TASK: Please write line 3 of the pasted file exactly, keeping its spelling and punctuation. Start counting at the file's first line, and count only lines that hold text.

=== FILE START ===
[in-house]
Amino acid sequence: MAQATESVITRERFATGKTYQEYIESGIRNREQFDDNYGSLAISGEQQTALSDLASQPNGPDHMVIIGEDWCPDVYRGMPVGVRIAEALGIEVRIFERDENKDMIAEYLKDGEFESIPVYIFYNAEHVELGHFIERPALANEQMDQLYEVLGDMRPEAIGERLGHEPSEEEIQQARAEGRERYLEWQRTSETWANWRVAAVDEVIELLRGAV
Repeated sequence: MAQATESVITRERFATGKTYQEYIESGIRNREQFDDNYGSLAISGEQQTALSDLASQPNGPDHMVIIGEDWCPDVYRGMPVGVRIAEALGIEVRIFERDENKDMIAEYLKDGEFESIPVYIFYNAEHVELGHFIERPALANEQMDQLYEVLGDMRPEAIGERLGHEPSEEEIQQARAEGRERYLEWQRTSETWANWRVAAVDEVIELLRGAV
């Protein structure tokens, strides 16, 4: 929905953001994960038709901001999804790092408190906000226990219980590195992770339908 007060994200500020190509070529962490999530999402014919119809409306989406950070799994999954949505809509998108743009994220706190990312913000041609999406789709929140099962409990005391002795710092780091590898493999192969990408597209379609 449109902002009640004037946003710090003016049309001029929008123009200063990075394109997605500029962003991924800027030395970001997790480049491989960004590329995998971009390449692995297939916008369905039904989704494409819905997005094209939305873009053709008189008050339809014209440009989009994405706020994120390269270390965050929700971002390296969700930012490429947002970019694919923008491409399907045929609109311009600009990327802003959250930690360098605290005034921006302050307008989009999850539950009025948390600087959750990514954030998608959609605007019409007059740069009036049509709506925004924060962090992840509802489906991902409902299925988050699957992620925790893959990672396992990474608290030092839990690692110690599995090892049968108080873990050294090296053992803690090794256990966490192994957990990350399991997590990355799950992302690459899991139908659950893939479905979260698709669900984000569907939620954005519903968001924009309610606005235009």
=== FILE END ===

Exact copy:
Repeated sequence: MAQATESVITRERFATGKTYQEYIESGIRNREQFDDNYGSLAISGEQQTALSDLASQPNGPDHMVIIGEDWCPDVYRGMPVGVRIAEALGIEVRIFERDENKDMIAEYLKDGEFESIPVYIFYNAEHVELGHFIERPALANEQMDQLYEVLGDMRPEAIGERLGHEPSEEEIQQARAEGRERYLEWQRTSETWANWRVAAVDEVIELLRGAV